1

Thete are several kinds of supports sold specifically for this purpose, plus the option of using fairly standard triangular brackets upside down and arranging the shelf's contents to hide them.


1

Wall studs should be every 16". If you measure from the start of the wall where the pipes are, you should be able to hit a stud every 16" behind the backing board. I'm not sure what the pipes are that you have in your kitchen - venting maybe, but I would look for shelves that would be supported via studs through the backing board wall instead of trying to ...


1

You mentioned you are not much of a DIYer but you might be able to apply the following. This will be an abbreviated version of a French cleat, which you can google. The cleat instead of being on the horizontal pieces would be on the vertical sides. This process would extend the shelf out from the wall by a CM, but because you would be putting the extra ...


1

If you use long enough lags to get a good bite into the stud, your first proposed method should be fine. If the "lever" action is high enough to snap a lag bolt, then it will be strong enough to snap the 2x3 as well. From a strength perspective, it doesn't matter how long the lag bolt is - the torque and shear at the junction of the wall/bracket interface ...


1

In the US and Canada, the standard reference for the industry is Architectural Woodwork Standards produced by the Architectural Woodwork Institute.


1

Disagree, aquariums do not hold most of their weight under the corners. The weight is almost uniformly distributed on portions that are in contact with the supporting surface. If it is an acrylic tank with no frame, then all that weight is distributed across the whole bottom surface (assuming it is resting on a shelf like you illustrate). If it is a glass ...


1

For that much weight, I would try to drill into the studs. You can find them using a studfinder, or sometimes knocking and listening for the change in pitch will be enough. If in doubt, find several, and assume they are evenly spaced. Make sure the drilled holes and screws are long enough to penetrate well into the stud, say at least 2 inches. Of course, to ...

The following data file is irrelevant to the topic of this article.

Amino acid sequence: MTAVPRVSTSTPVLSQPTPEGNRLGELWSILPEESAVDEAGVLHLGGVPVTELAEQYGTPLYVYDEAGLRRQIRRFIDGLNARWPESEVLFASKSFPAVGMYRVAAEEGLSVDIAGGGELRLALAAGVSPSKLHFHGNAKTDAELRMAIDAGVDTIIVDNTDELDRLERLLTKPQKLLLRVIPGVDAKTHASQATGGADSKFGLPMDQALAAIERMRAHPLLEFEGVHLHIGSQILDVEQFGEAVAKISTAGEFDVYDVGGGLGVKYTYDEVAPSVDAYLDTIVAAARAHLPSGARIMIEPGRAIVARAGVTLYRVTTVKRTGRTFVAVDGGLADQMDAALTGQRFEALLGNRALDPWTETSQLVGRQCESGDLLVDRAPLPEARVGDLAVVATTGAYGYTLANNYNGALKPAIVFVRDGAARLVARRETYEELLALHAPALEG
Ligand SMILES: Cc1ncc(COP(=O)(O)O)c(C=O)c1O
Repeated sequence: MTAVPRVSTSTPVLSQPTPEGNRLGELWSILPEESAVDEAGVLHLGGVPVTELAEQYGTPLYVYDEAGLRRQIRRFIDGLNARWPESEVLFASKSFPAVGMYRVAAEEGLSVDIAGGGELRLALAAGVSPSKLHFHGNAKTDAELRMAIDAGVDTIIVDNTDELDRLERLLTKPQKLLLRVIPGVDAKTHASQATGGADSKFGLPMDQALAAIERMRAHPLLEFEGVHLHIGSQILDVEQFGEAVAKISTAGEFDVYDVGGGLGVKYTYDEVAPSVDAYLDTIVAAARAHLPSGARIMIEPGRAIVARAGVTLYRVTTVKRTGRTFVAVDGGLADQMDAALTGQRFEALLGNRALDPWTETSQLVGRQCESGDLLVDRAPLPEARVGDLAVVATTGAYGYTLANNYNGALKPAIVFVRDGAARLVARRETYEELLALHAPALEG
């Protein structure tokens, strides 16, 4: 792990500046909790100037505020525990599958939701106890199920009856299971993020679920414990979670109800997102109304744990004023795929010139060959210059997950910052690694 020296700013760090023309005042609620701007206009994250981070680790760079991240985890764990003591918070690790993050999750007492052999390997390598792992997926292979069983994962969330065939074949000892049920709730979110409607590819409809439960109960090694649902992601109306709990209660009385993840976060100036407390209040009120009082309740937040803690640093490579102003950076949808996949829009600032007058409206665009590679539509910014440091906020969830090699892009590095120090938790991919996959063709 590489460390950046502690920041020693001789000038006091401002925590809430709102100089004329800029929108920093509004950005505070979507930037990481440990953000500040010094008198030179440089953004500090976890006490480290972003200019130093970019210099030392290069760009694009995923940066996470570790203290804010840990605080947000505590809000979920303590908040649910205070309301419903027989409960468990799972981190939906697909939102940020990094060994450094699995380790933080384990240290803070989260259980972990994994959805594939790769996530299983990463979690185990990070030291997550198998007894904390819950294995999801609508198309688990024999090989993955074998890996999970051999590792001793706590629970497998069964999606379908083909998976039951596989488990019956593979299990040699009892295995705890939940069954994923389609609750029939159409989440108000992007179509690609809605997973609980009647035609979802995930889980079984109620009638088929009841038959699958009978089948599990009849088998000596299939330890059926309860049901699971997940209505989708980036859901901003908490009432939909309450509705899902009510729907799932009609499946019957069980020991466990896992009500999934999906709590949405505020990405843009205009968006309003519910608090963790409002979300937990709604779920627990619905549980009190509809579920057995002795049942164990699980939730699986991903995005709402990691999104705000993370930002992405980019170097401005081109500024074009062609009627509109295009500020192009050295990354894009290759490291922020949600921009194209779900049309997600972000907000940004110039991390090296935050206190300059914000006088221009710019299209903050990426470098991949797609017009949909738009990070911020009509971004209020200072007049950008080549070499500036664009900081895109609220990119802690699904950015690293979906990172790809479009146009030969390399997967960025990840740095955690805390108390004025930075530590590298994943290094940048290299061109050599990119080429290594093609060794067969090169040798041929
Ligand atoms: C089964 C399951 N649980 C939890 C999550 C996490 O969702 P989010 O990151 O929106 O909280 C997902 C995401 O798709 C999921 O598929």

1

The best way to handle this situation is to span two studs at the end of the closet with a smallish plank, screwing it into both studs. Then you can screw the rod end mount to that plank and rest assured that it's as sturdy as you can get it. The "far" end of that plank will very probably screw to the stud at the far rear corner of the closet's end wall, ...


1

I see no benefit to cutting a section out of the wall before patching it up. You don't say how old your house is, but in the houses I've lived in that are nearing 100 years or so, the plaster can weaken to the point you can pull it apart with your fingers if you damage the surface somewhere. If that is indeed a coat of plaster/insulation on top of the ...


1

I am having the same problem! Small kitchen and I've been searching for the very same thing. This is the closest to what I'm looking for I have found (only holds about 20lbs, I think my microwave is heavier). http://www.bes-products.com/microwave.html# http://www.bes-products.com/pdf/microwave.pdf Let me know if you have found anything since you ...


1

I think you can use toggle bolts based on my experience with them and on the ratings given here: http://www.powers.com/pdfs/plastic/togglebolt.pdf.


1

Measure each space between shelves carefully. You might even do a template for each. Take it to Lowes and have them cut mirror for you to the correct size. Use mirror adhesive to glue each mirror onto the wall. You may need to do one at a time and shimmy them up to hold until they dry.


1

Why don't you use a standard sized and threaded pipe for your shelves? Sizes range from 1" to 8'(foot) in lengths and 1/2" to 3" in half inch increments on the widths, in stock and on the shelves at Home D or just about any DIY Big Box Store. This way you could create whatever you like and probably wind up within an inch or so of wherever you want it to ...